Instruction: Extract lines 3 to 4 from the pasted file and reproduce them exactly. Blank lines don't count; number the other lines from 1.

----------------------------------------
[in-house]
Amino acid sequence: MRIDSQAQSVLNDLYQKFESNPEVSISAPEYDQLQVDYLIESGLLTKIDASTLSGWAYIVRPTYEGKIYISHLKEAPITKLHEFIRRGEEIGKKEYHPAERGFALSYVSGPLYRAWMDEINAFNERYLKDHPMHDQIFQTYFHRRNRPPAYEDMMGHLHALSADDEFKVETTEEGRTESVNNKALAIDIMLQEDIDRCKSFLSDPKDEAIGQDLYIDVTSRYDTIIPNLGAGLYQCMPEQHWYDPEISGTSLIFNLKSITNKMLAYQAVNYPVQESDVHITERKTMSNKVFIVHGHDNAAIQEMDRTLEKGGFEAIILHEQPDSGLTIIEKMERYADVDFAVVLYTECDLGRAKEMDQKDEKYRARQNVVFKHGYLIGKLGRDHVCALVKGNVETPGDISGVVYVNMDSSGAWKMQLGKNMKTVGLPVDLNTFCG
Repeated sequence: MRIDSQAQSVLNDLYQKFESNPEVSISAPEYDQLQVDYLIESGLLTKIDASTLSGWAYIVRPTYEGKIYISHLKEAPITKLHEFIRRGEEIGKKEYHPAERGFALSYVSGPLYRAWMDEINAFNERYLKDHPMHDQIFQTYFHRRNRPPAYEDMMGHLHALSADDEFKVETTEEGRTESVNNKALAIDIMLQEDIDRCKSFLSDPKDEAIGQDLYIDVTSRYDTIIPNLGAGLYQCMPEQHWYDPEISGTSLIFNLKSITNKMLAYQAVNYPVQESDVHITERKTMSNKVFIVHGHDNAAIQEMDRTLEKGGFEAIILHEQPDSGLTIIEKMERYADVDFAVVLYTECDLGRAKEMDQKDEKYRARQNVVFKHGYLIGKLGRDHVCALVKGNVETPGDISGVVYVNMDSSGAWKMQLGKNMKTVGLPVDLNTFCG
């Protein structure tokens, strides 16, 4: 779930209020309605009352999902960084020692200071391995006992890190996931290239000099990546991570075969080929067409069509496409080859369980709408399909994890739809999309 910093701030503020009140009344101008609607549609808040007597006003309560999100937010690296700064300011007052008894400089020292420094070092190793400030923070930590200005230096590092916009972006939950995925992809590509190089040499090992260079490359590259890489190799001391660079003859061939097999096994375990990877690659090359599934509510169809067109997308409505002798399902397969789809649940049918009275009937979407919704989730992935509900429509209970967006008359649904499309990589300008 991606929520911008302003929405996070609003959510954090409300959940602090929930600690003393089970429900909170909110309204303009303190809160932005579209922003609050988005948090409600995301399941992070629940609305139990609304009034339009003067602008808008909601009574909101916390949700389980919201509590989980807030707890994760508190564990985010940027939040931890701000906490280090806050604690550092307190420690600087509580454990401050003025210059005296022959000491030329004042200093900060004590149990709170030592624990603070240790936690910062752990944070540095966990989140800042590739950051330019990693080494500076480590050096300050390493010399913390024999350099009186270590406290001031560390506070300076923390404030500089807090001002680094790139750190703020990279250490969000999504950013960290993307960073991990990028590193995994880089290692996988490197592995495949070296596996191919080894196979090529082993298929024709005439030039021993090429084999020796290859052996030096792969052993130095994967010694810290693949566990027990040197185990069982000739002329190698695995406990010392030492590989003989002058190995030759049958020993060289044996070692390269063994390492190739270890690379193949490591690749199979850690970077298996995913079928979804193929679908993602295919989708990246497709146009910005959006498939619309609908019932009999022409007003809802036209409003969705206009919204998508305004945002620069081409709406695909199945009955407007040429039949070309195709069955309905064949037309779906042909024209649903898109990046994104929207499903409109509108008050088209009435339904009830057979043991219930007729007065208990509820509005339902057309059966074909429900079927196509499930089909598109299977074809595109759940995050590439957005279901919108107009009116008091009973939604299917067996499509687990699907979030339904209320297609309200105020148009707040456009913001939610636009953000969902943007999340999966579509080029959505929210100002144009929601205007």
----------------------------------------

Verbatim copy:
Repeated sequence: MRIDSQAQSVLNDLYQKFESNPEVSISAPEYDQLQVDYLIESGLLTKIDASTLSGWAYIVRPTYEGKIYISHLKEAPITKLHEFIRRGEEIGKKEYHPAERGFALSYVSGPLYRAWMDEINAFNERYLKDHPMHDQIFQTYFHRRNRPPAYEDMMGHLHALSADDEFKVETTEEGRTESVNNKALAIDIMLQEDIDRCKSFLSDPKDEAIGQDLYIDVTSRYDTIIPNLGAGLYQCMPEQHWYDPEISGTSLIFNLKSITNKMLAYQAVNYPVQESDVHITERKTMSNKVFIVHGHDNAAIQEMDRTLEKGGFEAIILHEQPDSGLTIIEKMERYADVDFAVVLYTECDLGRAKEMDQKDEKYRARQNVVFKHGYLIGKLGRDHVCALVKGNVETPGDISGVVYVNMDSSGAWKMQLGKNMKTVGLPVDLNTFCG
């Protein structure tokens, strides 16, 4: 779930209020309605009352999902960084020692200071391995006992890190996931290239000099990546991570075969080929067409069509496409080859369980709408399909994890739809999309 910093701030503020009140009344101008609607549609808040007597006003309560999100937010690296700064300011007052008894400089020292420094070092190793400030923070930590200005230096590092916009972006939950995925992809590509190089040499090992260079490359590259890489190799001391660079003859061939097999096994375990990877690659090359599934509510169809067109997308409505002798399902397969789809649940049918009275009937979407919704989730992935509900429509209970967006008359649904499309990589300008 991606929520911008302003929405996070609003959510954090409300959940602090929930600690003393089970429900909170909110309204303009303190809160932005579209922003609050988005948090409600995301399941992070629940609305139990609304009034339009003067602008808008909601009574909101916390949700389980919201509590989980807030707890994760508190564990985010940027939040931890701000906490280090806050604690550092307190420690600087509580454990401050003025210059005296022959000491030329004042200093900060004590149990709170030592624990603070240790936690910062752990944070540095966990989140800042590739950051330019990693080494500076480590050096300050390493010399913390024999350099009186270590406290001031560390506070300076923390404030500089807090001002680094790139750190703020990279250490969000999504950013960290993307960073991990990028590193995994880089290692996988490197592995495949070296596996191919080894196979090529082993298929024709005439030039021993090429084999020796290859052996030096792969052993130095994967010694810290693949566990027990040197185990069982000739002329190698695995406990010392030492590989003989002058190995030759049958020993060289044996070692390269063994390492190739270890690379193949490591690749199979850690970077298996995913079928979804193929679908993602295919989708990246497709146009910005959006498939619309609908019932009999022409007003809802036209409003969705206009919204998508305004945002620069081409709406695909199945009955407007040429039949070309195709069955309905064949037309779906042909024209649903898109990046994104929207499903409109509108008050088209009435339904009830057979043991219930007729007065208990509820509005339902057309059966074909429900079927196509499930089909598109299977074809595109759940995050590439957005279901919108107009009116008091009973939604299917067996499509687990699907979030339904209320297609309200105020148009707040456009913001939610636009953000969902943007999340999966579509080029959505929210100002144009929601205007």